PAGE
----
Infants dance to the music of human speech. This implies that from birth onward they are receptive to the music of human speech (but not to randomly assembled speech sounds) and are capable of expressing its rhythms through bodily movement (a response absent if the stimulus is rhythmic mechanical sound). Song-and-dance is innate, requires some interaction or activity with someone outside the self, and seems to be necessary for the maintenance of the infant’s psychological integrity, just as physical sustenance is necessary to the infant’s physical survival.

Bion assumed that we are born herd animals and that in the most primitive levels of our mentality we are overwhelmingly concerned with membership in our group (Meltzer, 1978, Part III, p. 9). That membership is a function of what he called the “proto-mental” part of the personality, a level of the mind in which physical events (sensations) are not differentiated from psychological events (emotions) (Bion, 1961). Arising at the same time as the infant’s recruitment into the external human community is the establishment within the infant of an internal world that is partly a reflection of the external human community.

The relationship between this internal world and the external community is complex: it is an internal version of the external community with which it interacts via song-and-dance. The infant’s internal object world is both a product of its interaction with the external human world and a requirement for this interaction. A live internal object world is the infant’s ticket of admission to the mental and emotional community of other minds, a community that is formed by the connection of one internal world to another. The medium of this connection is one’s musical recruitment of other minds into one’s own and one’s musical absorption by and into other minds. From the infant’s point of view, the external community of minds expresses and mirrors the internal world of emotional psychic reality, and the internal world incorporates other minds as they are made available through song-and-dance. There is room in our minds for other minds. Taking into account the emotional and feeling level on which these events transpire, it would perhaps be better to say that there is room in our hearts for other hearts.

Melanie Klein’s theories of projective identification and of the internal world describe mental operations that support these mind-to-mind connections. These operations take place in the register of concrete unconscious fantasies. Musical (song-and-dance) communication is not symbolic. Though it may subsequently be symbolized, it does not itself refer to anything other than itself: it simply evokes concrete experiences and is the natural mode of communication between one unconscious mind and another.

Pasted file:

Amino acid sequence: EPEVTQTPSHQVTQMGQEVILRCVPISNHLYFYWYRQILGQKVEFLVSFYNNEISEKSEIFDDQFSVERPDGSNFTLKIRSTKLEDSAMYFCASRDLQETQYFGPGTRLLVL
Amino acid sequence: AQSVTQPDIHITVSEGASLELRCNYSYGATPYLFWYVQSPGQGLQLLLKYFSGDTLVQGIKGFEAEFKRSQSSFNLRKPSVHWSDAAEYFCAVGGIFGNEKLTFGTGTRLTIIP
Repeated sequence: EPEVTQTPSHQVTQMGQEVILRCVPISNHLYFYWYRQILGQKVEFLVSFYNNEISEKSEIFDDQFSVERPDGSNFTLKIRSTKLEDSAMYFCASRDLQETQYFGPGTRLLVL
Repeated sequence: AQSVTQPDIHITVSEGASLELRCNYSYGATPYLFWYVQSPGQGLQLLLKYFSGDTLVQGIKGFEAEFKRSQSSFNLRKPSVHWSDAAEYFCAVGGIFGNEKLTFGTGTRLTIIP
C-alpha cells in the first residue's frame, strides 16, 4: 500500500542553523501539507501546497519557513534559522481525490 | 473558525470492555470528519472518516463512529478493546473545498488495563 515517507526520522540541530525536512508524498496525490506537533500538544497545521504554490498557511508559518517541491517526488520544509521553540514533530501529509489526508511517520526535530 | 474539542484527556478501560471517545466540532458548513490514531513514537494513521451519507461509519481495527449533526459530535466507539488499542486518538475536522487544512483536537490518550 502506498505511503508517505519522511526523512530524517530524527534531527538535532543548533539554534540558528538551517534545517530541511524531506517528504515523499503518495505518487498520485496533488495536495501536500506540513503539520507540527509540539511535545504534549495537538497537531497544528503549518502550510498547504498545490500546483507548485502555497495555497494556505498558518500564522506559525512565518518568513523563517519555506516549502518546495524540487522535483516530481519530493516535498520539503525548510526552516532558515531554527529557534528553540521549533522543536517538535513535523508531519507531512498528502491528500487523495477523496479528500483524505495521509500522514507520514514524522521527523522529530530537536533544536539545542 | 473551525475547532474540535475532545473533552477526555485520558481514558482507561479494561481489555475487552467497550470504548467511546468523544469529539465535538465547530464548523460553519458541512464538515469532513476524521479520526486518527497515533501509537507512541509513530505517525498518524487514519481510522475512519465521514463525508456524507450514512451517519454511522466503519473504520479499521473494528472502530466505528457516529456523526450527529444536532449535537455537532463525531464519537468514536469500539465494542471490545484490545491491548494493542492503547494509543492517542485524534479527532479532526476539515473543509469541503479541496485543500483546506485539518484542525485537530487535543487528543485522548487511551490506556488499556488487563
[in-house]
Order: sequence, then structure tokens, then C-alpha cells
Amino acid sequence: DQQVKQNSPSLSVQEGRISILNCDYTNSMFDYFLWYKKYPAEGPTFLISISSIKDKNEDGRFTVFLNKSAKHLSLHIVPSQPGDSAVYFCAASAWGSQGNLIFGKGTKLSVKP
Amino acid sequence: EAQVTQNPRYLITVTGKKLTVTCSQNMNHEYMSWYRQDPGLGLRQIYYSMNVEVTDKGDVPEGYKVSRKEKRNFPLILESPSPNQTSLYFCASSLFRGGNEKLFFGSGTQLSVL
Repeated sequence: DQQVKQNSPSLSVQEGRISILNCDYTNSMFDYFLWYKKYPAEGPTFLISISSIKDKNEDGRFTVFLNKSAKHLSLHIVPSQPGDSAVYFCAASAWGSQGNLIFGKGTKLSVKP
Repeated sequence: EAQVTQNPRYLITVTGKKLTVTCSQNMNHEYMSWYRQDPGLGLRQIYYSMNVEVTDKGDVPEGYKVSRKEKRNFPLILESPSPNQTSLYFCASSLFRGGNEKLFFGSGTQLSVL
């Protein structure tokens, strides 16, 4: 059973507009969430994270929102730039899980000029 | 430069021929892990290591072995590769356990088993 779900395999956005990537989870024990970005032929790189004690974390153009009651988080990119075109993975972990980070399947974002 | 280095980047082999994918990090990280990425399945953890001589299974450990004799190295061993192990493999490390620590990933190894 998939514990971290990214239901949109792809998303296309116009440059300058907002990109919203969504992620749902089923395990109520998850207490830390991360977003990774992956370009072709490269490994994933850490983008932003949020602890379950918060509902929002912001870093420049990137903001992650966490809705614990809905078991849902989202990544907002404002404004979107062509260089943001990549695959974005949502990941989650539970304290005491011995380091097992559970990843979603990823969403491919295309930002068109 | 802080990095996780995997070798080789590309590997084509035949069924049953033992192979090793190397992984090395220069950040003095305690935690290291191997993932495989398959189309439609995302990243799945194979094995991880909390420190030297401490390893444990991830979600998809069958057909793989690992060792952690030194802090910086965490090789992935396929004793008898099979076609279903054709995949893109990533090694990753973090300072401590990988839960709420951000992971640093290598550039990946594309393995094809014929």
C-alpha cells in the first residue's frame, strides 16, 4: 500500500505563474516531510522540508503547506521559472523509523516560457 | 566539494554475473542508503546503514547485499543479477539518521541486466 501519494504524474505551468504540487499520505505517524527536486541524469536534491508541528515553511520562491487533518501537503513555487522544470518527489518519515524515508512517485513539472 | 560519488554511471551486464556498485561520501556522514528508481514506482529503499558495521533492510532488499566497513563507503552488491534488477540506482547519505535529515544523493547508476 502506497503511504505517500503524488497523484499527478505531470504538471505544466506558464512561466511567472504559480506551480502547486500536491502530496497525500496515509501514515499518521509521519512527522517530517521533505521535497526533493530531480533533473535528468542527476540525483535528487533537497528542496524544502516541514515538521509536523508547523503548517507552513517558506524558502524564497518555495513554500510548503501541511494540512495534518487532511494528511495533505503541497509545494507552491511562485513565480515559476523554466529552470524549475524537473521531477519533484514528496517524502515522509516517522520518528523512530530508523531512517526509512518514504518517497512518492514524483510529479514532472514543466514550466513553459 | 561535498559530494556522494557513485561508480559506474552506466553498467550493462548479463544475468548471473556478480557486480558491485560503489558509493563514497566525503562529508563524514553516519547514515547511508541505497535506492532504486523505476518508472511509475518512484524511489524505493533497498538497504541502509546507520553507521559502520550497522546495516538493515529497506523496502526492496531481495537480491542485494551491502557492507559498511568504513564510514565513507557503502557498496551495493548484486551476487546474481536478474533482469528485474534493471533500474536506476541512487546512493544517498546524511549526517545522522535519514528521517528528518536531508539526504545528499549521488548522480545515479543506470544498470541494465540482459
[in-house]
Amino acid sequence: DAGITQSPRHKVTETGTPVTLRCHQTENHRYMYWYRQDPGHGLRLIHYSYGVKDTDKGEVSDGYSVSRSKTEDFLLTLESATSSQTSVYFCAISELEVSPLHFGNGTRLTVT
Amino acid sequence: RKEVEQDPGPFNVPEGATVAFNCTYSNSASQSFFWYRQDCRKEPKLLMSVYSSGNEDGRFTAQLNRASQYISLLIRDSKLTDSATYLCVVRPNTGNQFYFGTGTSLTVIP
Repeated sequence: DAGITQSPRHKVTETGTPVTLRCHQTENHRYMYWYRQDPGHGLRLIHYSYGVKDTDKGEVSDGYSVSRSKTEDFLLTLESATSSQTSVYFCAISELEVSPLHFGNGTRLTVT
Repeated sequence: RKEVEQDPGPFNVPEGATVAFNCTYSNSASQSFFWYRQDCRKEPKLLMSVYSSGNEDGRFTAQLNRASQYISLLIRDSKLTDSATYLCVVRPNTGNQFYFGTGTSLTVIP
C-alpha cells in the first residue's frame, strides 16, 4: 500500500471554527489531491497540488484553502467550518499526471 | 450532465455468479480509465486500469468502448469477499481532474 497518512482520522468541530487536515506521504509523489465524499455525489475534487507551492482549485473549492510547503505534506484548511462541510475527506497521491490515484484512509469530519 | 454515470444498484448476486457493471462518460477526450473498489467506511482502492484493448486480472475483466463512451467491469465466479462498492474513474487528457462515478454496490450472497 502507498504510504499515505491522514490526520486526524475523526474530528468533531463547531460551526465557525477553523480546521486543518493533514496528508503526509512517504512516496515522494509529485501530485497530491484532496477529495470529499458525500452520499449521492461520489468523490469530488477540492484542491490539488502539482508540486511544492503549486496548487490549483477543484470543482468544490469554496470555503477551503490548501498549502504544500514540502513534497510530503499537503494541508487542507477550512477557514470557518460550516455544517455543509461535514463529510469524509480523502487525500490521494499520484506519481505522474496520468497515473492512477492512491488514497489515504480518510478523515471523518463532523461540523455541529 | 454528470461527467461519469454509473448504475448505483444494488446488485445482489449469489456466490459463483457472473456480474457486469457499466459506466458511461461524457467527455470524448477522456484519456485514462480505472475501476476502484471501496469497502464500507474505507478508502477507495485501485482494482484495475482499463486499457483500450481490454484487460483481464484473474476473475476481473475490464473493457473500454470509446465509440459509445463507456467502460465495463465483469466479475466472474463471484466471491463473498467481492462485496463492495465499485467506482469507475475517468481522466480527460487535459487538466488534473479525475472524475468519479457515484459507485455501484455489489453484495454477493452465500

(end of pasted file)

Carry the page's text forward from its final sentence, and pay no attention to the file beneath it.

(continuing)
Song-and-dance communication is one source contributing to the formation of Klein’s internal world. The other is sensations and urges generated by somatic processes—i.e., instincts. The internal world is experienced first as activity within the body, an experience that persists throughout life in the deeper levels of the unconscious. In Klein’s view, the internal world is inhabited by what she called “internal objects”, a term that,

exactly expresses what the child’s unconscious, and for that matter the adult’s in deep layers, feels about it. In these layers it is not felt to be part of the mind in the sense, as we have learnt to understand it, of the super-ego being the parents’ voices inside one’s mind. This is the concept we find in the higher strata of the unconscious. In the deeper layers, however, it is felt to be a physical being, or rather a multitude of beings, which with all their activities, friendly and hostile, lodge inside one’s body, particularly inside the abdomen, a conception to which physiological processes and sensations of all kinds, in the past and in the present, have contributed."